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Now I'm doing things a bit different than the recipes all tell me. I'm doing it the way I trained.

I spread butter on ⅔ of a large rectangle of the dough and then folded it into thirds.
Then let it cool in the fridge/freezer until the butter was very firm.

Then I rolled it out to the large rectangle again and folded it into thirds again like a letter you are going to shove in an envelope....twice. each time I do this the folds are on the edge sides so things seal up nicely and none of the butter leaks out.

This time I'll only do the letter folding once after I get it rolled out.

That will give me over 163 layers.

Now after it is cooled again I will roll it out for use. The designs I have planned will give it even more layers without allowing the butter to dissolve/melt into the dough.

This ought to work...I'm hopeful.
It's a bit different than what the "experts" in the recipe pages all say....but I learned from a guy who had done several hundred pound batches every day for years. So...I'm doing it the way he showed me.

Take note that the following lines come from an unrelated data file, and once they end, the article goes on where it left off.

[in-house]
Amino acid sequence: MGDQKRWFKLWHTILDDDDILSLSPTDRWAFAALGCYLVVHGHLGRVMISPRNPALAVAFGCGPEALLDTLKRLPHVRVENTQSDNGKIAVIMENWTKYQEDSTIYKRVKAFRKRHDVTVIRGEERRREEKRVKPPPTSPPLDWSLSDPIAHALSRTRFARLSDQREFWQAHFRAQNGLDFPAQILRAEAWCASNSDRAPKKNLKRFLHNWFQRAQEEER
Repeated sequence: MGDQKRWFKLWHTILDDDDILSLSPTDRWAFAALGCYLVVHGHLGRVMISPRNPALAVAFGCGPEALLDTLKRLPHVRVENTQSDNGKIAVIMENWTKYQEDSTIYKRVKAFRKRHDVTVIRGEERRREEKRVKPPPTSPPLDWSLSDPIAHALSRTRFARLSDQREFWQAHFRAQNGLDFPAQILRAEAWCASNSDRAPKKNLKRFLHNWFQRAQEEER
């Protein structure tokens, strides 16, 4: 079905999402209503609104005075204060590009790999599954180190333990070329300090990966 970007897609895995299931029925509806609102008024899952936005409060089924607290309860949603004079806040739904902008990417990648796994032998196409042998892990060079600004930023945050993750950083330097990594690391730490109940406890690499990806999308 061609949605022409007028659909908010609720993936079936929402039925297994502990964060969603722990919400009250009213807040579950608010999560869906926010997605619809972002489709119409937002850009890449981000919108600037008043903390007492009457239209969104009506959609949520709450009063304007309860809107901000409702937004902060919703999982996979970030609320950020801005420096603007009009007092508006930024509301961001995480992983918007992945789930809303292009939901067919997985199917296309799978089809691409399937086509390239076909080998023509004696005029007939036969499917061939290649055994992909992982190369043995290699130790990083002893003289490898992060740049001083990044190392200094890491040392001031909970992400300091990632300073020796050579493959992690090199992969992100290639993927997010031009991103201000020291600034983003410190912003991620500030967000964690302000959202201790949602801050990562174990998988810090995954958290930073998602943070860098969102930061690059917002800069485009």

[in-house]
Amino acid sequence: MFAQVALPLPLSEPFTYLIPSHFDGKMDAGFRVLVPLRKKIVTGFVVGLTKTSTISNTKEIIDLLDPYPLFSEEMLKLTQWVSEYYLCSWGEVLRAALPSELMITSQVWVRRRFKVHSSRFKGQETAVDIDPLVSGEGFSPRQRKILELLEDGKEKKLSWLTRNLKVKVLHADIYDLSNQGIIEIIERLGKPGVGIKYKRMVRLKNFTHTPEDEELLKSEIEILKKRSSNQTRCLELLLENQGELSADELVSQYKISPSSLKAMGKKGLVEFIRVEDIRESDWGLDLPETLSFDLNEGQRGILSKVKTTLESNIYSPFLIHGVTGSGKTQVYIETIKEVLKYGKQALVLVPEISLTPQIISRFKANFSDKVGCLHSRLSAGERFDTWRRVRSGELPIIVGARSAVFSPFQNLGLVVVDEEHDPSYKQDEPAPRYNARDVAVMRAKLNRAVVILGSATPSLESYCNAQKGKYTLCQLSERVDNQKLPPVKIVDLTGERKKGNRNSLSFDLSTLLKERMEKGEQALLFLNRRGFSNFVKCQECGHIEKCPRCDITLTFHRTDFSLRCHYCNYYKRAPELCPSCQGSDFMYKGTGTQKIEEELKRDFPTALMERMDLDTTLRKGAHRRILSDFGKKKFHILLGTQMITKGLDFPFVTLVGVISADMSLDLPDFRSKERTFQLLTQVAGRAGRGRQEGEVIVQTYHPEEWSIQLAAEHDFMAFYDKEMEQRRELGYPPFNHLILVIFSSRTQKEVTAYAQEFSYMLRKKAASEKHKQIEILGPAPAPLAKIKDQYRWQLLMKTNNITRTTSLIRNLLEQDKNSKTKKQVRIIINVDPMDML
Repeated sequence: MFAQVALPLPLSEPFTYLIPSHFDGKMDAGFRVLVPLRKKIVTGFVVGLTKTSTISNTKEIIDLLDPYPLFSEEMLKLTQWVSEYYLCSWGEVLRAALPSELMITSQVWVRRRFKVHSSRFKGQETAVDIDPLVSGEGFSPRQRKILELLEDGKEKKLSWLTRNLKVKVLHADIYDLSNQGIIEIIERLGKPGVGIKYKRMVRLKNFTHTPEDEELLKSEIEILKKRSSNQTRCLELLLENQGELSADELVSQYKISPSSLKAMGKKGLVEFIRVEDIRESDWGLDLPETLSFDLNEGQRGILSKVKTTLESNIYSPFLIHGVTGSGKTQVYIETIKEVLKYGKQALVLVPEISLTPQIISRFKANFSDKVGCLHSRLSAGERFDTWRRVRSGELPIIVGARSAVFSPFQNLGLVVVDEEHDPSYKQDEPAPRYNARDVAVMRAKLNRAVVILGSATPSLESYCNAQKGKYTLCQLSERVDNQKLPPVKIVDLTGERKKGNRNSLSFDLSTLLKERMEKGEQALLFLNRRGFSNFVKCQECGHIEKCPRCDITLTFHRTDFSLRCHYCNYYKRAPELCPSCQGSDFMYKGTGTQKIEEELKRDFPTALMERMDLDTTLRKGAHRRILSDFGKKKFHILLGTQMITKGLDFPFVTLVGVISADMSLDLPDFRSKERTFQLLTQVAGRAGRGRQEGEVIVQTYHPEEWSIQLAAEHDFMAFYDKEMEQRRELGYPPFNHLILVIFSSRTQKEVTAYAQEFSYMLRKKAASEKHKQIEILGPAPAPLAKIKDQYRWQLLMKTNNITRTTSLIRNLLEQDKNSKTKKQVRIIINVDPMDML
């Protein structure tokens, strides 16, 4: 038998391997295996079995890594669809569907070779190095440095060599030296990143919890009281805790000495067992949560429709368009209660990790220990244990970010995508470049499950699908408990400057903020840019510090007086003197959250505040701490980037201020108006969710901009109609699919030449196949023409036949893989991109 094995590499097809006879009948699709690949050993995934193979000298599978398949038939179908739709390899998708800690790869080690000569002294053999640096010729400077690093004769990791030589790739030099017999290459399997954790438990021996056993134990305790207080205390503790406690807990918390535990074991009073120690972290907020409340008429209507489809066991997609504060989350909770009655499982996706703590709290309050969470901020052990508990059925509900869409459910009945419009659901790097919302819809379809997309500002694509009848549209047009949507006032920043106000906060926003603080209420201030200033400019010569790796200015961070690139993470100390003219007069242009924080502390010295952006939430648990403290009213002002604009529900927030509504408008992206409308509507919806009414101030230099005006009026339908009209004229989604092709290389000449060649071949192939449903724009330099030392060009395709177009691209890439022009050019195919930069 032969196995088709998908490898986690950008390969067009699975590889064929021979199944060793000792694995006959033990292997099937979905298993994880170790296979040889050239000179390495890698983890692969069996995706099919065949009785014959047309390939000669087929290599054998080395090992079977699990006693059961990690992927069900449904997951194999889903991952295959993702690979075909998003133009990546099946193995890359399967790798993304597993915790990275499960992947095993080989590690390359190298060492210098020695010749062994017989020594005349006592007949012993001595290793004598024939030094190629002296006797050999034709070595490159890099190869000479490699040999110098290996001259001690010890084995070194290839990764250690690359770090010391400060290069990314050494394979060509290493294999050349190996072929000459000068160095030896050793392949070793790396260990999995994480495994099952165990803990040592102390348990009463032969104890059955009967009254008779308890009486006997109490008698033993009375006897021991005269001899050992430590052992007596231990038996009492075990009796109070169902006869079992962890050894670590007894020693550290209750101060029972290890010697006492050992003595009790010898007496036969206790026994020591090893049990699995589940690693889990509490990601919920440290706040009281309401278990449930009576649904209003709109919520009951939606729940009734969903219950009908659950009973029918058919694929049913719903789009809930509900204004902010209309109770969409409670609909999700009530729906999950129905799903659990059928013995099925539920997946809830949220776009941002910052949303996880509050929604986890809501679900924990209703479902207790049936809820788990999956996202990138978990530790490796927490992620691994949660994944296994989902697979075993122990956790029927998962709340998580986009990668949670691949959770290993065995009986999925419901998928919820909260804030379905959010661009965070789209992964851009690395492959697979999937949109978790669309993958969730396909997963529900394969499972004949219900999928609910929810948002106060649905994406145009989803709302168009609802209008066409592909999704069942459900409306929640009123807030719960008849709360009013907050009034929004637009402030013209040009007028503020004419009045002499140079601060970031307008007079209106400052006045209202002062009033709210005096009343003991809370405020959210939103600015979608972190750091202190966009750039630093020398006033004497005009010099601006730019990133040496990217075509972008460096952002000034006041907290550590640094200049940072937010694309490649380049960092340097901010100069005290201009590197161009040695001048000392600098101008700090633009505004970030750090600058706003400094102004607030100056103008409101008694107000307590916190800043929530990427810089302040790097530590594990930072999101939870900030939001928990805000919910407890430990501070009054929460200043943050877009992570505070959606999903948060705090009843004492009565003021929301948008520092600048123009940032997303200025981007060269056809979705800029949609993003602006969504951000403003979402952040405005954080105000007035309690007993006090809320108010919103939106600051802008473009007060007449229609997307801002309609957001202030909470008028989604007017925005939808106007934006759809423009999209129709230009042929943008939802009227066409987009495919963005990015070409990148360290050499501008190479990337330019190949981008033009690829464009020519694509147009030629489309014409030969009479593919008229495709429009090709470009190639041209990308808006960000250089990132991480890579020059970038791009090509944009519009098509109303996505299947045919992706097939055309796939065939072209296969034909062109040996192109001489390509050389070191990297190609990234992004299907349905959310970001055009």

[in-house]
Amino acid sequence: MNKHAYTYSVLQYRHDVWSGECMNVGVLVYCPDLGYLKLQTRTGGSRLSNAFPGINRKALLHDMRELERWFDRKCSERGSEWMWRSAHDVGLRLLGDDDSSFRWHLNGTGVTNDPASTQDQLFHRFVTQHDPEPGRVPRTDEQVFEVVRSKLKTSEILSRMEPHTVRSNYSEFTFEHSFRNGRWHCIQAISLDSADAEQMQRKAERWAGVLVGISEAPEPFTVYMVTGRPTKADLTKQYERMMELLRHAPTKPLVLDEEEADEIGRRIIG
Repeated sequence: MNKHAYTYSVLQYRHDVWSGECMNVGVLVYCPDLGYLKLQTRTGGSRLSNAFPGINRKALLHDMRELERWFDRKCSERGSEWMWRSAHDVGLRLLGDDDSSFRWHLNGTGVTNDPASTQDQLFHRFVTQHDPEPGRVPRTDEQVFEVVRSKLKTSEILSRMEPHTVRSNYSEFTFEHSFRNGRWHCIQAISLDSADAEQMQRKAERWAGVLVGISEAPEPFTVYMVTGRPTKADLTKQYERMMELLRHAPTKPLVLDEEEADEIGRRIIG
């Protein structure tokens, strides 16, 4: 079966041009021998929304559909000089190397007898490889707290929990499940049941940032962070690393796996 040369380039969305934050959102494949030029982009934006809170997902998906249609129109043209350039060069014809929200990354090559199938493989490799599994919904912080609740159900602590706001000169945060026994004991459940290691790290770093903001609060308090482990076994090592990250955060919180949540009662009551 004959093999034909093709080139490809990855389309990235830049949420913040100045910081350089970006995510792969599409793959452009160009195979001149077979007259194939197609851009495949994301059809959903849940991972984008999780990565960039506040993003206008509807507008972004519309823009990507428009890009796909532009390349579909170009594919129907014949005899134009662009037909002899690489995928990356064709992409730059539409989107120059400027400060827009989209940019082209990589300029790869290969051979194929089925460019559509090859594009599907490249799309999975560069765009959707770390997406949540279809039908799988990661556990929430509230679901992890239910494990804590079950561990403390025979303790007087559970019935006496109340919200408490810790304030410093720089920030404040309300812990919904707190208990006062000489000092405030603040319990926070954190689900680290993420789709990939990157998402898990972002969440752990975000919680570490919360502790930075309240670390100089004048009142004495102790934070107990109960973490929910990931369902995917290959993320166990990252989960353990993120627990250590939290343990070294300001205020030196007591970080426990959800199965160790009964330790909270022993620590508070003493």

wondering

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Now I'm doing things a bit different than the recipes all tell me. I'm doing it the way I trained.

I spread butter on ⅔ of a large rectangle of the dough and then folded it into thirds.
Then let it cool in the fridge/freezer until the butter was very firm.

Then I rolled it out to the large rectangle again and folded it into thirds again like a letter you are going to shove in an envelope....twice. each time I do this the folds are on the edge sides so things seal up nicely and none of the butter leaks out.